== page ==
For a while now, I’ve been writing about the threat to honeybee populations from Bayer’s neonicotinoid pesticides, which are synthetic derivatives of nicotine that attack insects’ nervous systems. Here’s last week’s post on new USDA-funded research that indicts Bayer’s product.
Up to this point, I’ve been focusing on neonicotinoids used for big industrial crops like corn. Virtually the entire US corn crop—which covers more than 90 million acres, far more than any other crop—is grown with seed treated with Bayer’s chemical. Neonicotinoids are what’s known as “systemic,” meaning they suffuse and “express” themselves in the whole plant when it germinates, including nectar and pollen. That’s precisely what makes them so effective at attacking pests—and, unfortunately, “nontarget” species like honeybees and other beneficial insects too.
A reader recently alerted me to the fact that Bayer isn’t just marketing its product to industrial-scale farmers. It’s also marketing neonics to consumers and landscapers—meaning that they’re much more ubiquitous than even I thought.
Walk into the garden section of any Home Depot or Lowe’s, and you’re likely to find a product called Bayer 2-1 Systemic Rose and Flower Care, which offers broad-spectrum pest control (i.e., it kills a wide range of insects) and synthetic fertilizer in one convenient product. Take a close look at the label (PDF; see page 2), and you’ll find that its one active pesticide ingredient is imidacloprid, a neonicotinoid. “Apply granules to soil around base of plant, sprinkling evenlyin the area under branches,” the instructions state. How does the product work? Bayer provides a helpful explanation right on the label:
This product is absorbed by roots and moves through the entire plant. Even new growth is fed and protected against insects for up to 8 weeks. Rain or watering cannot wash off this internal protection!
That’s great news for your flower garden—and bad news for honeybees and other benign insects that your flowers might be beckoning with pollen and nectar. In a Q&A on its website, Bayer advises users that “for best results, consistently apply Bayer Advanced 2-In-1 Systemic Rose & Flower Care every 6 weeks during the growing season.” (Emphasis added.) Yet more bad news for good insects. (The product is also offered in handy spikes for potted plants.)
The company laces several other consumer products with imidacloprid, too, including its 3-in-1 Shrub Plant Starter, its Complete Insect Killer for Soil and Turf, and its Fruit, Citrus, and Vegetable Insect Control. Bayer can turn your entire lawn and garden into a toxic zone for bees!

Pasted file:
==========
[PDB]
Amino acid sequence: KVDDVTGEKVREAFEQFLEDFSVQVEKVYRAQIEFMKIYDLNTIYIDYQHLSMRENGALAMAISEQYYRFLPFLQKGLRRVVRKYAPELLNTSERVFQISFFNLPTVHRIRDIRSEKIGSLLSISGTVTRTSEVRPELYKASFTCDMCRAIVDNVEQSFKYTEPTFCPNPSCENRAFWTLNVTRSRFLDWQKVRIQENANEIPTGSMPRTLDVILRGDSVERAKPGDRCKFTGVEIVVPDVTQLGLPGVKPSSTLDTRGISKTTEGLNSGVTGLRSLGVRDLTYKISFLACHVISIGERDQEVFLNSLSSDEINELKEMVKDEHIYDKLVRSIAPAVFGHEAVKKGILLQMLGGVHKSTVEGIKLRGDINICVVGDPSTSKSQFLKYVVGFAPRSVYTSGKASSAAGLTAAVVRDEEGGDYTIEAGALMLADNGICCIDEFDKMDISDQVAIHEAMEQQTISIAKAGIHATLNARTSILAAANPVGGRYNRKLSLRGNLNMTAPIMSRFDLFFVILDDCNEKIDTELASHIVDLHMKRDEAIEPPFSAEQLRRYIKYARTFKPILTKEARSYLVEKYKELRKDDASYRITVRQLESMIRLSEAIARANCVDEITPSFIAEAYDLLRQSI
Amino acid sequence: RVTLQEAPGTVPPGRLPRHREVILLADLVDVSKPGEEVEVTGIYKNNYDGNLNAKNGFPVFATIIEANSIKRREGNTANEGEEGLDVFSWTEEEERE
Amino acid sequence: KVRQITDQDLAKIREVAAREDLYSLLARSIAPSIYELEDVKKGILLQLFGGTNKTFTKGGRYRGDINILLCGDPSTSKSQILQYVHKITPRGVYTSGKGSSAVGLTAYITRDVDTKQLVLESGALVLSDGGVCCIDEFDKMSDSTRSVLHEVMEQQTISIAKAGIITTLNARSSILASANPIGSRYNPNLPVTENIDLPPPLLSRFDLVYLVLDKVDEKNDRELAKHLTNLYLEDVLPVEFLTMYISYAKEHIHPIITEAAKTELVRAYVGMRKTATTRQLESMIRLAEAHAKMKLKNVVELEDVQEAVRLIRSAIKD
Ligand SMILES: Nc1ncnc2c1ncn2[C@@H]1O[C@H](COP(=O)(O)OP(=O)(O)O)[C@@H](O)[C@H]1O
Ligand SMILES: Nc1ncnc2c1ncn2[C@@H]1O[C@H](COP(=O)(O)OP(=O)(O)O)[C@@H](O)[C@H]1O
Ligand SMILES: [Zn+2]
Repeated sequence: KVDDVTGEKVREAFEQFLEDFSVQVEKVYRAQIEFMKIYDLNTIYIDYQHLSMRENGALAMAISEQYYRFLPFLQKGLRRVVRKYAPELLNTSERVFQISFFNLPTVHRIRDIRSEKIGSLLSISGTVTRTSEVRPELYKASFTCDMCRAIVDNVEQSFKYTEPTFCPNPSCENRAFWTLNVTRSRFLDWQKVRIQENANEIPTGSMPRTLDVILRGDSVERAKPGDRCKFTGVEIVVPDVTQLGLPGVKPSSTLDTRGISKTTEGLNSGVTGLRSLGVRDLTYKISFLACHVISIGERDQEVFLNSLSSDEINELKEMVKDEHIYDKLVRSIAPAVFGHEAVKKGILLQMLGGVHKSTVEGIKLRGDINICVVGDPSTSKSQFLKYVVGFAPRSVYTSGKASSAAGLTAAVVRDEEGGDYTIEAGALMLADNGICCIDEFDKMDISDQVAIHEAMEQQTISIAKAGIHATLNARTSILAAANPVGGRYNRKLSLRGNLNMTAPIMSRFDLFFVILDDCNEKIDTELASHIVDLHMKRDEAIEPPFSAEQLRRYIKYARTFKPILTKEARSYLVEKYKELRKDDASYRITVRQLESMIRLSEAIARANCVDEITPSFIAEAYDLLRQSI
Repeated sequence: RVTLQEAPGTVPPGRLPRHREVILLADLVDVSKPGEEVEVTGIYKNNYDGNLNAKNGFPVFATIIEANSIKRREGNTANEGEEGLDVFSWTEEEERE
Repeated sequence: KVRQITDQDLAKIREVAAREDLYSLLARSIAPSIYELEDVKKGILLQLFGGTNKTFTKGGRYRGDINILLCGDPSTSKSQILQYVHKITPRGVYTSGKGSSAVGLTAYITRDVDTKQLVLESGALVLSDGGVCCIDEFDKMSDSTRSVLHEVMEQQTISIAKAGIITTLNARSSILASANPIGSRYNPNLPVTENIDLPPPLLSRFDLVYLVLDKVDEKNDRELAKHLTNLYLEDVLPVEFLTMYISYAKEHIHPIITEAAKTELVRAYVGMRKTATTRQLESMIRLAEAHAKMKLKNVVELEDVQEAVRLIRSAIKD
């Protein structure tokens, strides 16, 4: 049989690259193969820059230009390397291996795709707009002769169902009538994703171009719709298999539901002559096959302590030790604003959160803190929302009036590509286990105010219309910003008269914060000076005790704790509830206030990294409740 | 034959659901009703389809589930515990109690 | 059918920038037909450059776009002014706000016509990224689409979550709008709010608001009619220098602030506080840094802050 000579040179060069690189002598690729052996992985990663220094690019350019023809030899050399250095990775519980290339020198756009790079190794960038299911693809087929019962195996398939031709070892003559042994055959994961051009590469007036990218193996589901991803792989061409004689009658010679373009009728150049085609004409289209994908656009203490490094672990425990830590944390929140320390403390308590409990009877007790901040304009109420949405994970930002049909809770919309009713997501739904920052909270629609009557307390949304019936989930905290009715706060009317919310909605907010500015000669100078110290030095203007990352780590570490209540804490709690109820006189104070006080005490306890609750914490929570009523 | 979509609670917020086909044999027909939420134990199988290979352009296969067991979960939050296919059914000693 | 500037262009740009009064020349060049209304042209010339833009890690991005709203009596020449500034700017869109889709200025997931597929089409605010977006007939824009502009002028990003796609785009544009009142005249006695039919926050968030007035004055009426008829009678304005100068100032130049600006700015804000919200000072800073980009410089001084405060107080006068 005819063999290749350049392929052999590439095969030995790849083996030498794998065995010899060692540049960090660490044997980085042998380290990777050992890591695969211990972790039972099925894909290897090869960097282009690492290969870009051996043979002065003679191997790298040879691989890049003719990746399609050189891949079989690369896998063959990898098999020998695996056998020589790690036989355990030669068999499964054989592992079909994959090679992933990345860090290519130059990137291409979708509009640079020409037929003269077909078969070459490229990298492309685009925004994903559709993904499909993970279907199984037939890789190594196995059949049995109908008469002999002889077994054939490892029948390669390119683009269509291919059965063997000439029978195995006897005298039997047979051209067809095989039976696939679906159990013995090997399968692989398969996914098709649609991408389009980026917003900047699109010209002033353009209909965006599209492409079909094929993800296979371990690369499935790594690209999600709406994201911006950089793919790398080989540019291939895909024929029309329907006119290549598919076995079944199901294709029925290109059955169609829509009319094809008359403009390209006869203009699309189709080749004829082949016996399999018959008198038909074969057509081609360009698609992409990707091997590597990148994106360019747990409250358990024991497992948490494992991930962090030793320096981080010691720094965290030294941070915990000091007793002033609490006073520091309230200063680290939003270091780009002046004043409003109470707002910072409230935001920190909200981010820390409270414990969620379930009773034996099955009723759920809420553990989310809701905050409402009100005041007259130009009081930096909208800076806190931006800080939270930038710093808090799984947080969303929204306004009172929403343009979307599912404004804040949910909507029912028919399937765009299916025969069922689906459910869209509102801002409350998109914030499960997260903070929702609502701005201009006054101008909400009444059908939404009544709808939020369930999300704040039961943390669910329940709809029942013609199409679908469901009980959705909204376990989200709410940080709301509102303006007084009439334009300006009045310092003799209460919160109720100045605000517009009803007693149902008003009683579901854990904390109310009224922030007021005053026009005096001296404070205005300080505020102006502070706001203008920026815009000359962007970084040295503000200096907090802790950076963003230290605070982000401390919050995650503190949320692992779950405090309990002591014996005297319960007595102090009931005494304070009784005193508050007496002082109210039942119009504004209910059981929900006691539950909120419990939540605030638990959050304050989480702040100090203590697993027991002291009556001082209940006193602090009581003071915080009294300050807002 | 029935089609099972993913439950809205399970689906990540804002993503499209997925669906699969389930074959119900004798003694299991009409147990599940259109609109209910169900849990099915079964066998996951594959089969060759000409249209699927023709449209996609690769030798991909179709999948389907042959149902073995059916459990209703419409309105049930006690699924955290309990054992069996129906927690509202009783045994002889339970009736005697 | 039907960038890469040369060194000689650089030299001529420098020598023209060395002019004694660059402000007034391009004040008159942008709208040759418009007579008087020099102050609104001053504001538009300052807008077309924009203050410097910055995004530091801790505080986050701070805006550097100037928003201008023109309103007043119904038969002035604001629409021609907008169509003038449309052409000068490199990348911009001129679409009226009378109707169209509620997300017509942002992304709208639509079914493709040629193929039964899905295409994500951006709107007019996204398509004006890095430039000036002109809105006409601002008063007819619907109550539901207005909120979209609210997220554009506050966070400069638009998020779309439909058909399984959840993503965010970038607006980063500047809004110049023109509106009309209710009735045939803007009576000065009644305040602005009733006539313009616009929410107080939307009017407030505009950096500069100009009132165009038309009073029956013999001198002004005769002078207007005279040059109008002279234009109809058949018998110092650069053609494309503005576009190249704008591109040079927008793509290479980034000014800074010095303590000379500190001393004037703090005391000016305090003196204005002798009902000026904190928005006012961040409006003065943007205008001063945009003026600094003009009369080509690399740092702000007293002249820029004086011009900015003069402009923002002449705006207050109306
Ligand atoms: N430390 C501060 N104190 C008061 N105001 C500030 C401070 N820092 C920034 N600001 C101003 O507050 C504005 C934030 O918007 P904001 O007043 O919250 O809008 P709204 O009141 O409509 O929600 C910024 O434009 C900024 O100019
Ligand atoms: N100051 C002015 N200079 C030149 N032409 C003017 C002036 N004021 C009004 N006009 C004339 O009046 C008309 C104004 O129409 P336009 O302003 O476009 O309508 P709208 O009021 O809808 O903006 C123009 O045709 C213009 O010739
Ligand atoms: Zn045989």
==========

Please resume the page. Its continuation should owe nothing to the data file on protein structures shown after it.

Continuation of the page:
Even home gardeners who don’t use these products may be subjecting bees and other desirable insects to Bayer’s poison. That’s because commercial greenhouses and nurseries commonly treat potting soil with it, particularly on ornamental plants, and the plants continue “expressing” imidacloprid for weeks after leaving the store.
While the sheer scale of corn production probably makes it the most common way bees are exposed to imidacloprid and other neonics, garden, landscape, and nursery uses can’t be discounted as a factor in declining bee health. In fact, according to Vera Krischik, an entomologist at the University of Minnesota, imidacloprid expresses itself in soil-treated plants like garden flowers at a much higher dose than it does for seed-treated plants like corn. In her research, she found that imidacloprid in nectar from seed-treated plants tend to hover at less than 1 part per billion, while soil-treated plants produced nectar that contains as much as 40 parts per billion.
And the casualties aren’t just honeybees. Krischik’s research shows that beneficial insects (i.e., insects that eat plant-eating insects) like lady bugs and green lacewings are damaged by exposure to imidacloprid-treated plants.
I have an interview with Krischik scheduled for Tuesday afternoon and will report back. I want to learn more about the non-Big Ag uses of Bayer’s chemicals and what impact they’re having on pollinators and other nonpest insects.